When is 111…111 prime?

July 1, 2011

When you’re on facebook, you’ll see a lot of people posting a lot of silly things.  It would be interesting to see what kinds of things are posted when, but this is a subject for some kind of cybersociologists.  Nonetheless, if you are awake at around 11pm and on facebook (and, I’ll admit it, I’m one of these people), you might see a string of comments that essentially say: "omg, it’s 11:11, make a wish."

If you’re superstitious or obsessive compulsive, this might be a lucky reminder to make a wish at this time, but besides its symmetry and visually appealing form, what’s so special about 1111? 

The first thing I like to do when I see a number is check to see if it is prime or not.  But we notice that 1111 is not even prime!  It’s 101 * 11.   What about 111?  No, that’s also not prime.  It’s divisible by 3. 

Then I thought, "Well, what kinds of numbers of the form 111…111 are prime?  That is, how many 1’s do I need to make something like that prime?  Is 111111 prime?  Is 11111111111111 prime?"

So, without appealing to any number theory [which I, honestly, am quite terrible at] I decided to try to figure some stuff out about this.  It’s clear that:

  • There cannot be an even number (greater than 2) of 1’s, since otherwise the number is divisible by 11.
  • The number of 1’s cannot be a multiple of 3, since otherwise the number is divisible by 3. 
  • We note initially that 1 is not prime and 11 is prime.

But besides this, I was unable to think of any other criteria for these numbers to be prime.  I made a simple python program to test the first hundred or so of these numbers, but the program wasn’t able to test numbers that had more than 20 digits quickly.  Thus, I went to wolfram alpha, which started to get quite slow around 100 digits.  I decided to dust off my Mathematica hat and attempt to code it.  I wrote the following elementary code to test and display the numbers of this form that were prime.

 

For[i = 1, i < 5000, i++,
If[PrimeQ[Sum[10^(j), {j, 0, i}]],
  Print[Sum[10^(j), {j, 0, i} ], " ", i + 1]]]

 

Below, instead of reproducing the prime numbers in the form 111…111, I’ve decided to just list how many digits they have.  For example, 11 is prime so I’ve written "2". 

2, 19, 23, 317, 1031…

Only these five (up to 45,000 digits) are primes.  This is kind of curious.  Also, I have no way of even showing that infinitely many will be primes, but I suspect that this is true. 

Also, many of these numbers are also divisible by 41.

At first I wasn’t exactly sure why.  But then I made this little Mathematica script:

 

For[i = 1, i < 10, i++,
If[Divisible[Sum[10^(j), {j, 0, i}], 41],
  Print[Column[{Sum[10^(j), {j, 0, i}], (Sum[10^(j), {j, 0, 1}])/
      41}]]]]

 

And something quite beautiful came out of it.  I’ll only reproduce the first part of it, because you’ll get the idea.  See if you can find other pretty stuff about these numbers! 

 

The number of digits in the 111…111 number. Divide by 41 and we get…
5 271
10 27100271
15 2710027100271
20 271002710027100271
25 27100271002710027100271
30 2710027100271002710027100271
35 271002710027100271002710027100271

 

Cool.  See what else you can find!

 

 

Edit: Apparently, there’s been a bunch of work on this.  I can’t access the papers, but here’s a website about it, and here’s the OEIS page for the sequence.  I would have been calculating a long time; the next number in that sequence at the beginning of the post is 49,081!  It’s also interesting that all the numbers in this list seem to be prime…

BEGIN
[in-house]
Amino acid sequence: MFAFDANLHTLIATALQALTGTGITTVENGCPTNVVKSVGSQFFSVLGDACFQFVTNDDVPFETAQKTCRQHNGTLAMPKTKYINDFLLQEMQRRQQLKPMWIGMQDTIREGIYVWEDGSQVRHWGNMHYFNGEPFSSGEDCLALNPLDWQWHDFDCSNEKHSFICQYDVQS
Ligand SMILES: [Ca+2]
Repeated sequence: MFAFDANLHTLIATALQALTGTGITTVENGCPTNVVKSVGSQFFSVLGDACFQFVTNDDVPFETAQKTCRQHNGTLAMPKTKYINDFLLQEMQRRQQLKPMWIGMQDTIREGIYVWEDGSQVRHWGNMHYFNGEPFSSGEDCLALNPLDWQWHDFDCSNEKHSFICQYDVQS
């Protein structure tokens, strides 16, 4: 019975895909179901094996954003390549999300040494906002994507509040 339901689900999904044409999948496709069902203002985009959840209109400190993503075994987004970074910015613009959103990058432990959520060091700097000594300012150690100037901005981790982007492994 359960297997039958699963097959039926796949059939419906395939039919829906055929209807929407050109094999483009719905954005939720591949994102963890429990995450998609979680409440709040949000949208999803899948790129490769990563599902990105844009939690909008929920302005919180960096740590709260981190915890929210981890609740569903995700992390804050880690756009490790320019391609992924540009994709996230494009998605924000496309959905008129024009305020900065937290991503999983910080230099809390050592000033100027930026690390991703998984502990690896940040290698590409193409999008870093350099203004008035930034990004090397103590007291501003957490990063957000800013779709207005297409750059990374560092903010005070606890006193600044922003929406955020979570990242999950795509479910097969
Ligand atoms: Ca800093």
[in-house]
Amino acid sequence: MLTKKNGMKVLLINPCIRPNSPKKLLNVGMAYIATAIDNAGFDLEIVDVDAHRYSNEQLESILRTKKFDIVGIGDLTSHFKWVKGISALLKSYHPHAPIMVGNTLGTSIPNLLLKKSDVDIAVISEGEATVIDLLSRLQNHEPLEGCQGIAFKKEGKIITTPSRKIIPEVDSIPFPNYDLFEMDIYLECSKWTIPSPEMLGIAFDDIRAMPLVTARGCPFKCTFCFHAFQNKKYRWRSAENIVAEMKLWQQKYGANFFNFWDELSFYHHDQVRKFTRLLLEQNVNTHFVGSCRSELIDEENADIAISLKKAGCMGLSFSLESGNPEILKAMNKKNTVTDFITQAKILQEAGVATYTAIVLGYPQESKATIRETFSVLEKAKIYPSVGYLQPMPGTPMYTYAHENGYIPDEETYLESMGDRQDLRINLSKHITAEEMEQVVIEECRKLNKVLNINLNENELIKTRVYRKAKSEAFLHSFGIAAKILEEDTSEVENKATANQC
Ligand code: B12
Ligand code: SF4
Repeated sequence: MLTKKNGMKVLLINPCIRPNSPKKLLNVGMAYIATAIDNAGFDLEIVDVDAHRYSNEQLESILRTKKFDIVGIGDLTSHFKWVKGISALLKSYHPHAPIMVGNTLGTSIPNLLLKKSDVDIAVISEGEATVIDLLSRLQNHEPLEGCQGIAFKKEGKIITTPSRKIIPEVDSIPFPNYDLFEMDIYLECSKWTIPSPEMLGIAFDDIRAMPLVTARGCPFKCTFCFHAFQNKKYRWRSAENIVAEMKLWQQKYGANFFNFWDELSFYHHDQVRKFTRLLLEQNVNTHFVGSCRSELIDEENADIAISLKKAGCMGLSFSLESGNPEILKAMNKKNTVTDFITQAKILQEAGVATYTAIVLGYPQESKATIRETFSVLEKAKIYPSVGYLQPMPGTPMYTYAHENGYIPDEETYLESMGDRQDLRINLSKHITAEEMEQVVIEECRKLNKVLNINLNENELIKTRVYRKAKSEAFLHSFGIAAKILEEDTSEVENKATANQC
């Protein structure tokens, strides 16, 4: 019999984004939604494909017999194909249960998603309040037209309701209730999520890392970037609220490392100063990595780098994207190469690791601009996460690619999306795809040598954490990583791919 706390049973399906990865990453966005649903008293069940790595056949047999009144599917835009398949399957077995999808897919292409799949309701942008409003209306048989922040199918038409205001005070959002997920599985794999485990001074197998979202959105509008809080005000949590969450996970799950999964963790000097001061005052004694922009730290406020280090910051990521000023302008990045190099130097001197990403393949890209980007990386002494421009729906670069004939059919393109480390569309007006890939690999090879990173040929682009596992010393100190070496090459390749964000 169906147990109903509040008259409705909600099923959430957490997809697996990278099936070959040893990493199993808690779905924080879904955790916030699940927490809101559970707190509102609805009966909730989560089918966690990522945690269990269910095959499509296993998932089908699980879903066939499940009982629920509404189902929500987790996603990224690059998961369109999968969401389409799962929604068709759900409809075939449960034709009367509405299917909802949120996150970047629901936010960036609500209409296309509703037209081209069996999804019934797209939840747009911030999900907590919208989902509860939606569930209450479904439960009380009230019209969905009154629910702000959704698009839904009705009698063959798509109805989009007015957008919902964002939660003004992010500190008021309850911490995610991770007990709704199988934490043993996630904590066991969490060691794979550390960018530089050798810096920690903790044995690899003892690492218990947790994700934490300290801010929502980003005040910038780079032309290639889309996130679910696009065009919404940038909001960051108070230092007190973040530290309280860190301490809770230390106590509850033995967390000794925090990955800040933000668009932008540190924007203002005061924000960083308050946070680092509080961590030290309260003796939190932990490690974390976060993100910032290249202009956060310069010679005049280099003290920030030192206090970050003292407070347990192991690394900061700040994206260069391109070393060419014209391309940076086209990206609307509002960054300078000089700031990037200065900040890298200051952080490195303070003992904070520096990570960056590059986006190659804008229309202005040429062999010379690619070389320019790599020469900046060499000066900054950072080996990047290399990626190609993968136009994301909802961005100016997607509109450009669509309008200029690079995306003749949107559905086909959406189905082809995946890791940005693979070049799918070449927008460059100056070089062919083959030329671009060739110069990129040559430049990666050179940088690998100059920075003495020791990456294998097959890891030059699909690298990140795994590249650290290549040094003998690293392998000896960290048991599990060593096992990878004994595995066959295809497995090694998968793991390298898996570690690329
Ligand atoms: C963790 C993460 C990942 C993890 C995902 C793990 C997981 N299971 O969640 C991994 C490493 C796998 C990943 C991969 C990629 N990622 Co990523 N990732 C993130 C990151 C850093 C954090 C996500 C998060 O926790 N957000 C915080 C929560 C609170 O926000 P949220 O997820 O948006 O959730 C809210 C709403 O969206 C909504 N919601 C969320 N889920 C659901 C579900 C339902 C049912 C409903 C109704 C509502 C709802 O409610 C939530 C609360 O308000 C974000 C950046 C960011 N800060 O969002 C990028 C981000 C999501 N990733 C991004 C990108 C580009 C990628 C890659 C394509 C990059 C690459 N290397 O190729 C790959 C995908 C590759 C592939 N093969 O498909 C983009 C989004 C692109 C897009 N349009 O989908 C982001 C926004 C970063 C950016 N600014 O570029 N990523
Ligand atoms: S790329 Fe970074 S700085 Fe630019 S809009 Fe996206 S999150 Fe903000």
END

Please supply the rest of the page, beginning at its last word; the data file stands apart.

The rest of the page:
EditEdit: As a few of you have pointed out, those 27100 numbers have a definite pattern to them.  I’m making this chart below to illustrate it:

 

This… is equal to…
271 271
27100271 271 * 100001
2710027100271 271 * 10000100001
271002710027100271 271 * 1000010000100001

 

Which brings some things into perspective.  We can do this same sort of process to show some other neat things.  For example, suppose that we have an r-digit number of the form 111…111, and we know that this is not prime.  Then for any n\in {\mathbb N}, we know that the r\cdot n-digit number will not be prime, since we may factor it almost exactly as the chart above with the 271-numbers.  For example, we know that 1111111 is not prime (7 digits) and so we note that

 

Number of digits… Factors into…
7 1111111*1
14 1111111*10000001
21 1111111*100000010000001
28 1111111*1000000100000010000001

 

Notice that the length of the string "0000001" is exactly 7 and there are n-1 of them appended to an initial 1.  Thus we predict that if we have a number in this form of length, say, 100, then we know it can’t be prime since, in particular, 100 = 4*25, so we would have that our number with 100 1’s would factor into:

1111 *

100010001000100010001000100010001000100010001000

1000100010001000100010001000100010001000100010001

which is exactly what the calculator gives us. 

 

Thus, we should expect all of the numbers that give us the number of digits in the prime numbers of the form 111…111 to be primes themselves.  Otherwise, we could decompose these as we did above.  So, that answers one question at least.

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4 Responses to “When is 111…111 prime?”

  1. zariski said

    Henryk Iwaniec proves a sequence in the form a^2 + b^4 has infinitely many primes. As I know, this is the fastest increasing sequence which is confirmed infinitely many primes.

    111…11 increases exponentially like Mersenne sequence 2^n -1 or Fermat sequence 2^{2^n}+1 so it is very hard problem, in my opinion. :)

  2. nasim said

    hello
    I have one question

    Find a formula for the sum 1+11+111+1111+…+111..11(n times)
    =?

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